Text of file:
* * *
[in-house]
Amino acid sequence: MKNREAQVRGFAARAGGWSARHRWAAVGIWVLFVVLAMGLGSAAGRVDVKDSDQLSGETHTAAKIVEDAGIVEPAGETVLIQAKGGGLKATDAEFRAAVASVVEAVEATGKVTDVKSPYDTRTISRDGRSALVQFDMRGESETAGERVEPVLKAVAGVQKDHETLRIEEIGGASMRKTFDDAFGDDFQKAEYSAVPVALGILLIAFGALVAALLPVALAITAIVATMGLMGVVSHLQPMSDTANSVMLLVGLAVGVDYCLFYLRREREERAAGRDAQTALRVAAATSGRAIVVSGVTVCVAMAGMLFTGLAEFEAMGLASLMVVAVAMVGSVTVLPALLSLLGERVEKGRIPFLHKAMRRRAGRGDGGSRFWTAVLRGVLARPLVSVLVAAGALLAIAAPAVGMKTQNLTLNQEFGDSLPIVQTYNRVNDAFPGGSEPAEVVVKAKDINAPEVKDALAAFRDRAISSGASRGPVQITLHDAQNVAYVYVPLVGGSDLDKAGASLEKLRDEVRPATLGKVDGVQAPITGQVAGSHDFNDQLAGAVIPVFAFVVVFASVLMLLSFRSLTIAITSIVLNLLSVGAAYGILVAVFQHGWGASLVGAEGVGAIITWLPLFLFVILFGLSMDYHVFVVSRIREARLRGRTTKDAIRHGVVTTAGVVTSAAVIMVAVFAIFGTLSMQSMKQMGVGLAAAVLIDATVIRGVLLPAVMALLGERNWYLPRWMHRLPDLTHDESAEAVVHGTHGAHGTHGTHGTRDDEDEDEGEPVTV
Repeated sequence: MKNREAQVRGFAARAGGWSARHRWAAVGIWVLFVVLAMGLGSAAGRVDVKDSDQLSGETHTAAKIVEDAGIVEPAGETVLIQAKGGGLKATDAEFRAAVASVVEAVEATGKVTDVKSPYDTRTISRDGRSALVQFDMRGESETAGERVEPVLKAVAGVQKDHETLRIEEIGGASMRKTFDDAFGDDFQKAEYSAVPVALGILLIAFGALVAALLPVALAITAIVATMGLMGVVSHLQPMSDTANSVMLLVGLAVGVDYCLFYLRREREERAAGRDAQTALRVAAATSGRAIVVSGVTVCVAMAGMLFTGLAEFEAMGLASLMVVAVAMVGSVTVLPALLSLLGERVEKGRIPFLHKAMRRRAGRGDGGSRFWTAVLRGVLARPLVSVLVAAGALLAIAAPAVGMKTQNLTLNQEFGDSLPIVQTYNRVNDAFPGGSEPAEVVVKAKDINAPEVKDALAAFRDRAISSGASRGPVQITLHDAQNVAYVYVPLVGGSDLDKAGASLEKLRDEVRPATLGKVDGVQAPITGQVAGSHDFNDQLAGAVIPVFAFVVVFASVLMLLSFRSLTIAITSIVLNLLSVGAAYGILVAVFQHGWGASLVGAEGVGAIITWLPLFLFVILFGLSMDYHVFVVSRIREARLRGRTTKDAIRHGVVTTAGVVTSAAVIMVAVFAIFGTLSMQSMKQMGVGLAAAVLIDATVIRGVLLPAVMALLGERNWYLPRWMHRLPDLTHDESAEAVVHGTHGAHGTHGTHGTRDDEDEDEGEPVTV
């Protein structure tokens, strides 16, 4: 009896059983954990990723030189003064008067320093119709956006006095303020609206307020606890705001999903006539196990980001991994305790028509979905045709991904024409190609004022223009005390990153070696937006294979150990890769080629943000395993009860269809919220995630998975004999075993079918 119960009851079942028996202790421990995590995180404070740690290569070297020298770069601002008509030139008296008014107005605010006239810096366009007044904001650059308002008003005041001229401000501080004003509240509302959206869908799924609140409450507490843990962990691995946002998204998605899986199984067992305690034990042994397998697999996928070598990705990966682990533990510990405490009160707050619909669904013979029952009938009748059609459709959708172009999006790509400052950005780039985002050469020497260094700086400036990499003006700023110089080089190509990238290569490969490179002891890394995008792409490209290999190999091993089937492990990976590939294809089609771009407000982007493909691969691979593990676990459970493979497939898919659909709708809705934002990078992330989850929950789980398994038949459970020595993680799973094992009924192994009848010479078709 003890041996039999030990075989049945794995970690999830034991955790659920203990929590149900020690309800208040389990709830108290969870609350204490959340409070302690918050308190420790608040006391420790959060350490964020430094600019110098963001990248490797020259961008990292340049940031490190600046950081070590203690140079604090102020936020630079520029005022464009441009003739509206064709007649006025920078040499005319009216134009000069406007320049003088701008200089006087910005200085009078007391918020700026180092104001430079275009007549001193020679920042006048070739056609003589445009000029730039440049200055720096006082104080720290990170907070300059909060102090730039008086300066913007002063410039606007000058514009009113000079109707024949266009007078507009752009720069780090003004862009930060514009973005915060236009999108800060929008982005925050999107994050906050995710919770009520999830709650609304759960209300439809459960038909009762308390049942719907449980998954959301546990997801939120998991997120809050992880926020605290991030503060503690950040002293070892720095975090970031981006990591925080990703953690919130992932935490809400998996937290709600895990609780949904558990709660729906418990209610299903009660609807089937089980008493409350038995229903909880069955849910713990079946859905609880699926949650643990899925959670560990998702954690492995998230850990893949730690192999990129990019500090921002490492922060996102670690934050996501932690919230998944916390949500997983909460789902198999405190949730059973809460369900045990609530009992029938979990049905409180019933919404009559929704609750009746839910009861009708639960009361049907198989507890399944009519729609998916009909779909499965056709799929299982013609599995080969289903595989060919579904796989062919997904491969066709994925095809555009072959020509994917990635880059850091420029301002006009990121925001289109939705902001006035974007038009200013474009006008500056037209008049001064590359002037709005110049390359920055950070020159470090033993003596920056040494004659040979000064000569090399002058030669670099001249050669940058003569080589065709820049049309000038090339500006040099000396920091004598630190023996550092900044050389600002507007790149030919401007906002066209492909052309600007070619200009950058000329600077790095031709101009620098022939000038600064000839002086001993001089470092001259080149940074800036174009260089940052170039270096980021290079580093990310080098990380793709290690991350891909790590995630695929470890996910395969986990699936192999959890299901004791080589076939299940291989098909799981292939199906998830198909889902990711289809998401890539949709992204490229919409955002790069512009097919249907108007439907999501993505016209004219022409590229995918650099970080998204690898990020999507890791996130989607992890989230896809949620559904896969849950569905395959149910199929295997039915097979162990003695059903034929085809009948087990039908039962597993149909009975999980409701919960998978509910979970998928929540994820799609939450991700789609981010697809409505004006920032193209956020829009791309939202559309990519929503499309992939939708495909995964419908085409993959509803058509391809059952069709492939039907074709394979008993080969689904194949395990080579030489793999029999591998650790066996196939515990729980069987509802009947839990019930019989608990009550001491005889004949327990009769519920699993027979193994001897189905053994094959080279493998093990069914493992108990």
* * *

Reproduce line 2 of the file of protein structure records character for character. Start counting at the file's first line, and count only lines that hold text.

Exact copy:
Amino acid sequence: MKNREAQVRGFAARAGGWSARHRWAAVGIWVLFVVLAMGLGSAAGRVDVKDSDQLSGETHTAAKIVEDAGIVEPAGETVLIQAKGGGLKATDAEFRAAVASVVEAVEATGKVTDVKSPYDTRTISRDGRSALVQFDMRGESETAGERVEPVLKAVAGVQKDHETLRIEEIGGASMRKTFDDAFGDDFQKAEYSAVPVALGILLIAFGALVAALLPVALAITAIVATMGLMGVVSHLQPMSDTANSVMLLVGLAVGVDYCLFYLRREREERAAGRDAQTALRVAAATSGRAIVVSGVTVCVAMAGMLFTGLAEFEAMGLASLMVVAVAMVGSVTVLPALLSLLGERVEKGRIPFLHKAMRRRAGRGDGGSRFWTAVLRGVLARPLVSVLVAAGALLAIAAPAVGMKTQNLTLNQEFGDSLPIVQTYNRVNDAFPGGSEPAEVVVKAKDINAPEVKDALAAFRDRAISSGASRGPVQITLHDAQNVAYVYVPLVGGSDLDKAGASLEKLRDEVRPATLGKVDGVQAPITGQVAGSHDFNDQLAGAVIPVFAFVVVFASVLMLLSFRSLTIAITSIVLNLLSVGAAYGILVAVFQHGWGASLVGAEGVGAIITWLPLFLFVILFGLSMDYHVFVVSRIREARLRGRTTKDAIRHGVVTTAGVVTSAAVIMVAVFAIFGTLSMQSMKQMGVGLAAAVLIDATVIRGVLLPAVMALLGERNWYLPRWMHRLPDLTHDESAEAVVHGTHGAHGTHGTHGTRDDEDEDEGEPVTV